( according to the Church Calendar)
1. The Holy Martyr Cecilia.
Born in Rome of rich and eminent parents, she had a firm faith in Christ the Lord and a great zeal for the Faith. Vowing life-long virginity to God, holy Cecilia wore a rough hair-shirt underneath the costly raiment that her parents gave her. When they forced her into marriage with a pagan, Valerian, she spent the first night urging her new-wedded bridegroom to go to Bishop Urban for baptism, and then himself to live a life of virginity. Embracing the Christian faith, Valerian also brought his brother Tibertius to it. Both brothers were very soon condemned to death for their faith, but their zeal did not falter in the face of death itself. Taken to the scaffold, these two brothers succeeded in bringing the captain of the guard, Maximus, to the Faith, and they all three suffered together for Christ the Lord. St Cecilia buried their bodies together and was then herself taken for trial, having unwearyingly won over many pagans to the Christian faith. In one evening, she had won over four hundred souls. When the judge asked her whence came her daring, she answered: 'From a pure conscience and an unquestioning faith'. After harsh torture, she was condemned to be beheaded with the sword. The executioner brought the sword down on her neck three times, but failed to kill her; he only wounded her and the blood ran down from her wounds, being caught in kerchiefs and bowls by the faithful to use for healing. Three days later, Christ's martyr and virgin gave her spirit into the hands of her Lord, to rejoice with him in eternity. St Cecilia suffered with the others in about the year 230. Her relics are preserved in the church dedicated to her name in Rome . In the Western Church, St Cecilia is regarded as the patron of Church Music.
2. St Kallistos, Patriarch of Constantinople.
He was named `Xanthopoulos' after the cell of that name on Mount Athos, where he lived for a long time in asceticism with his friend Ignatius. Together with this Ignatius, St Kallistos wrote of his personal experience of a life of silence in a book containing a hundred chapters. This book holds a very important place in ascetic literature. Kallistos was greatly influenced by his teacher, St Gregory the Sinaite, whose life he recorded.
3. The Holy Martyr Menignus.
Born on the Hellespont, he worked as a linen-bleacher, and so was called 'the Bleacher'. In the time of the Emperor Decius (249-25 1), he tore up the imperial decree on the persecution of Christians, and was consequently thrown into prison. There, the Lord Himself appeared to him and encouraged him, saying: 'Fear not; I am with thee.' At that moment, his shackles melted like wax, the prison opened of itself and he went out. He was again seized and brought to trial. He was inhumanly tortured: his fingers and toes were cut off, and then he was beheaded. His severed head glowed at night like a lamp.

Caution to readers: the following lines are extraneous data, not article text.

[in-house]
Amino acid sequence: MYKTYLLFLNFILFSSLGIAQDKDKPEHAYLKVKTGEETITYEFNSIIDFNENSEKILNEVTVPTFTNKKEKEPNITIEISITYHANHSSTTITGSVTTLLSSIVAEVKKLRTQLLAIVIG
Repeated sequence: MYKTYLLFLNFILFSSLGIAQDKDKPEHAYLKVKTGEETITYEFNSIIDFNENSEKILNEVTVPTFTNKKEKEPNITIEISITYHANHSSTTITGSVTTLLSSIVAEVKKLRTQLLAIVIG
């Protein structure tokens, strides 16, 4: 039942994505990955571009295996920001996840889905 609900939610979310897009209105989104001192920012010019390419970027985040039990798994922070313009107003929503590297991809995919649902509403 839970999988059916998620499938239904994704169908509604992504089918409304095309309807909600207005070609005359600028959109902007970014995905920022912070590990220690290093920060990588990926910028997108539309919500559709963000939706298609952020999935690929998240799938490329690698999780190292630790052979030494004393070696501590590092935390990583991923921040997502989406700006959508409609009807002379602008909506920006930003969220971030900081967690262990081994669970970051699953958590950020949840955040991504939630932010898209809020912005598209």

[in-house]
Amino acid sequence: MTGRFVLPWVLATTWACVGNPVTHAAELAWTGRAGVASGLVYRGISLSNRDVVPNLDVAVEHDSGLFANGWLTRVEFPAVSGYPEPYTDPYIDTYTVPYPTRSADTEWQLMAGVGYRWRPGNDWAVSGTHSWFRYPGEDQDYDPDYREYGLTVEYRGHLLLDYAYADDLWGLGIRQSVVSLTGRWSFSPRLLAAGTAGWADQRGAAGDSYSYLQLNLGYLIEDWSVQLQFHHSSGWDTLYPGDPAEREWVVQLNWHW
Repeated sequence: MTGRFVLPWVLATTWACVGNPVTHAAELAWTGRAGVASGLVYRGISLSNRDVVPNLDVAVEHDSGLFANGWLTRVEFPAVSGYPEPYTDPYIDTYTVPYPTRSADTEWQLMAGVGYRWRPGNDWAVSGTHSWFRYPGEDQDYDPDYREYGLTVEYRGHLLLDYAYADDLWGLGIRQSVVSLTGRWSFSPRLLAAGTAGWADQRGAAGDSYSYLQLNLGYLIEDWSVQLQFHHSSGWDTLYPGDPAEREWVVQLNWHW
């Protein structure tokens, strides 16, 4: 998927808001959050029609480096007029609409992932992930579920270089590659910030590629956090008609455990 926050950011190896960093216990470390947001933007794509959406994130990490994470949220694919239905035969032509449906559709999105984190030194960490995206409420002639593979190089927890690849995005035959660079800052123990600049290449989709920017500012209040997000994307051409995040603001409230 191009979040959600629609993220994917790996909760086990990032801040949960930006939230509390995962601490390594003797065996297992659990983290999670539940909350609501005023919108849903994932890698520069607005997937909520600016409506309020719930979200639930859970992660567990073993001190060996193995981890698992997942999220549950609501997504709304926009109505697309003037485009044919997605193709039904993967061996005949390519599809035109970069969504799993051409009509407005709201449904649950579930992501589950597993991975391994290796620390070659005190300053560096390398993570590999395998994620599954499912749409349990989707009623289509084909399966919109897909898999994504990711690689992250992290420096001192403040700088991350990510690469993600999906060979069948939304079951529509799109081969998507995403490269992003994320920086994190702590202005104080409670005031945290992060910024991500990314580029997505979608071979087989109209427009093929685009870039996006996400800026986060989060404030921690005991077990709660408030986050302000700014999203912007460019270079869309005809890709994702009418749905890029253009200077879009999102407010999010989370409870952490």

4. Holy and Righteous Michael the Soldier.
He was a Bulgarian by birth. With his friends, he went into the Greek army to fight against the Hagarenes in Ethiopia, there displaying an extraordinary fearlessness. He killed a poisonous snake and freed a maiden. Very soon after that, this righteous man entered into eternal life. He was first buried somewhere in Thrace, but in 1206 the Emperor Kalo-John translated his relics to Trnovo. He lived and died in the ninth century.
5. The Holy Apostles Philemon, Archippus and Apphia.
Archippus was one of the Seventy. The Apostle Paul mentions him in his Epistles to the Colossians (4:17) and to Philemon (2), calling him his fellow-soldier in the battle. The Christians' gathering-place for prayer in the town of Colossae was in the house of Philemon. The Apostle Paul, writing to Philemon, calls this 'the Church in thy house'. This was in the time when the apostles were consecrating their disciples to the episcopate - some to permanent sees and others as missionaries, travelling to various places. Philemon was one of these latter. Apphia, Philemon's wife, remained to serve the house- church with fasting. At the time of a feast of the pagan goddess Artemis, all the faithful in Colossae were, as was their custom, gathered at prayer in the house of Philemon. The pagans came to hear of this gathering, rushed in on them and seized all the Christians. They flogged Archippus, Philemon and Apphia as their leaders, then buried them up to the waist in the ground and stoned them. Philemon and Apphia died of this, but they took Archippus out of the hole barely alive and left him for the children to play with. They took knives and stabbed him all over, and thus this fellow-soldier of Paul's in the battle made a good end of his earthly road.